Teachers have a firm and common understanding of the curriculum and what it means for their practice in the classroom. History follows a 5-year plan, rather than a KS3/4. This is challenging and ambitious as resources and skills are taken from GCSE specification and are scaffolded from Year 7.
The learning for all is linear; knowledge must be acquired first before understanding, but the topics and skill-set required to access, interpret the information and draw conclusions are quite complex meaning most progress will be made at the end of a topic and accelerate as the pupils become more confident with their understanding of concepts. Students develop the five key concepts using evidence, interpretations, significance, change and continuity and cause and consequence starting in Year 7. This disciplinary knowledge is regularly revisited throughout the course.
The KS2 curriculum plan has been referenced so there is repetition to develop the initial skills and knowledge in Year 7 as not all students will have the same foundations. Our curriculum provision builds into this, and is structured in a way that supports and challenges thinking. Pupils are encouraged to develop a chronological framework of British History by studying a wide range of historical periods from Roman Britain to institutionalised racism in the modern-day police force. This enables students to study the past from a variety of standpoints and to make connections and comparisons over time.
We have introduced interleaving of the curriculum at KS4 to enable us to revisit substantive and disciplinary knowledge throughout the GCSE course. By using this method we are able to give them same amount of time and focus to each topic and the pupils have a greater chance of committing learning to long-term memory.
A variety of approaches are taken to teaching History so lessons are stimulating and engaging. Pupil voice is used and feedback from pupils reflected upon in working parties to improve the learning experience.
Programmes of Study
History skills, The Romans, The Norman Conquest, Medieval England, The Crusades, Magna Carta, Tudors; Henry VIII & The English Reformation, Elizabethan
Elizabethan England, The English Civil War, The transatlantic slave trade: effects and abolition, The Civil Rights Movement, The Industrial Revolution, Local History study Quarry Bank Mill.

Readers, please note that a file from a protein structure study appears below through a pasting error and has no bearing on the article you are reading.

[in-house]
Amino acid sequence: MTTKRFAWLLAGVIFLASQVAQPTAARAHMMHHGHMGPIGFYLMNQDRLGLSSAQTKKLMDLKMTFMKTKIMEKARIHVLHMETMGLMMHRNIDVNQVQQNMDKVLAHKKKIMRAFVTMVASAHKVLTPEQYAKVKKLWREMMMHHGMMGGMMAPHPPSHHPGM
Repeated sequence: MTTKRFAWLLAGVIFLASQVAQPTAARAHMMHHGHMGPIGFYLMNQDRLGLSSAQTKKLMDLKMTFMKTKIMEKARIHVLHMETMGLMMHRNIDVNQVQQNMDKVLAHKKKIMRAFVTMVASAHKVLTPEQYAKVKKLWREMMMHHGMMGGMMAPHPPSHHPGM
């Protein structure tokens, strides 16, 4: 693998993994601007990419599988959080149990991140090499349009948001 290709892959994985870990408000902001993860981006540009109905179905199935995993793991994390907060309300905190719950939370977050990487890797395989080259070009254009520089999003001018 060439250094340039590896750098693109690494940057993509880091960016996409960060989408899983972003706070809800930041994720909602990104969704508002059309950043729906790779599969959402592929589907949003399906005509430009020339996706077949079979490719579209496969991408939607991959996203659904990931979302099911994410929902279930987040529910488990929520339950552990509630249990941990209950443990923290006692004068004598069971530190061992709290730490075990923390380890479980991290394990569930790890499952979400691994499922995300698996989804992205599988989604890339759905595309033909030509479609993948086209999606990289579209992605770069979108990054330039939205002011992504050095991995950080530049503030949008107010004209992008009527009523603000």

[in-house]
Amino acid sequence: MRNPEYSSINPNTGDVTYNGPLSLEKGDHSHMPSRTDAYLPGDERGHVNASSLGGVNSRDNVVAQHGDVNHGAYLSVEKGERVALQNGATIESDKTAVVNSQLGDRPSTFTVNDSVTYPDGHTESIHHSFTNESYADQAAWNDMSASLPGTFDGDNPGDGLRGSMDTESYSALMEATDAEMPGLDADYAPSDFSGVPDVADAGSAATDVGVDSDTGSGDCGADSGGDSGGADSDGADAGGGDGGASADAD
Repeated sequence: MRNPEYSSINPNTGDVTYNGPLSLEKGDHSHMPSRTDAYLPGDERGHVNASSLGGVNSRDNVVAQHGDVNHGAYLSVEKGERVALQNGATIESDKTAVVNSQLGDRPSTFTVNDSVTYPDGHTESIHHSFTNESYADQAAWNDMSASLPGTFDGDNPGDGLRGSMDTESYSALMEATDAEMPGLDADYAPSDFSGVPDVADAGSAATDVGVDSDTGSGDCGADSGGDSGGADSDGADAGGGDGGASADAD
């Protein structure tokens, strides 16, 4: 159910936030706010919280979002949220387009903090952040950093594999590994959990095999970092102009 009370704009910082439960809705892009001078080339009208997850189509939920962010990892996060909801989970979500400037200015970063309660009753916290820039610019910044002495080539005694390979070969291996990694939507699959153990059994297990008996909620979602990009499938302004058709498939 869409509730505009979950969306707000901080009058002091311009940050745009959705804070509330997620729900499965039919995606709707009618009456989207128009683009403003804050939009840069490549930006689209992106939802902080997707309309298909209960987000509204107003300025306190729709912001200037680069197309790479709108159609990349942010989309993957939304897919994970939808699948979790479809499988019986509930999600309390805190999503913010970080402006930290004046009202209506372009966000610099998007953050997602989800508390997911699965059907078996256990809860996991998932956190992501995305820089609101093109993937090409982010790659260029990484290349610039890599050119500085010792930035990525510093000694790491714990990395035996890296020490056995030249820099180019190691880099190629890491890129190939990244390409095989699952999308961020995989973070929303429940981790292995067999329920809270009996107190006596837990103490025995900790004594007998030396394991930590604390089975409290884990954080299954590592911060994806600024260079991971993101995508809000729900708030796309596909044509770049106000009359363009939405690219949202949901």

The First World War, The Second World War, The Holocaust, Weimar Germany, Treaty of Versailles
P2 Power and the People Part1/2, P2 Elizabeth Part 1/2, P1 Germany Part 2, P1 Conflict and tension Part 2
P1 Germany Part 3, P1 Conflict and tension Part 3, P2 Power and the People Part 3/4, P2 Elizabeth Part 3 and Historical Environment
Marking and Assessment
Five Year curriculum.
Exercise books are for pupils to take down class notes and express their learning and develop thoughts. Therefore, the marking of class work is not required so is not routine practice.
Home learning tasks are set weekly/ fortnightly, and shorter tasks will be marked by the teacher or peer/ self-assessed using green pen. General and specific comments are given for pupils to then self/ peer correct. At GCSE extended writing is set once a week and shorter tasks once a week also.
Modelling of marking and feedback on home learning is done in detail to the whole class. Key ideas/ theories and misconceptions are then highlighted and corrected onto pupil work. Feedback is verbal and this is to the whole class, but individuals may be highlighted too.
At KS3 Assessment feedback sheets are used for all formal assessments which follows the PARs system of feedback.
KS4 assessments also follow the PARs system of feedback and pupils are awarded a mark according to GCSE criteria. Written work will have teacher annotation, comments, advice and/or targets for pupils, if appropriate. We are consistent in regular monitoring using a variety of methods to assess learning, E.G. peer and self-assessed marking, as well as online Kerboodle activities. Outstanding marking will encourage the use of subject specific vocabulary and applied knowledge and skills.
At the end of the topics. All follow a GCSE base. At GCSE pupils are tested on the current topic for end of unit tests, knowledge and exam based. Pupils will also start a new topic by revisiting the previous topic using a knowledge test.
Revision Guides / Resources
OUP Revision guides, revision workbooks/checklists in firefly.
Miss V Walsh- Head of History
Miss S Porter – Teacher of History
Careers and Progression
Any career will welcome History as a GCSE! Our curriculum model is a skilfully sequenced, broad and coherent knowledge pathway, which leads students to success at GCSE and A-Level.
As a student of History all pupils are taught to challenge evidence and identify bias. These skills are useful in the in the following career pathways; Law, politics, Business, marketing and economics.
History 5 year Curriculum Plan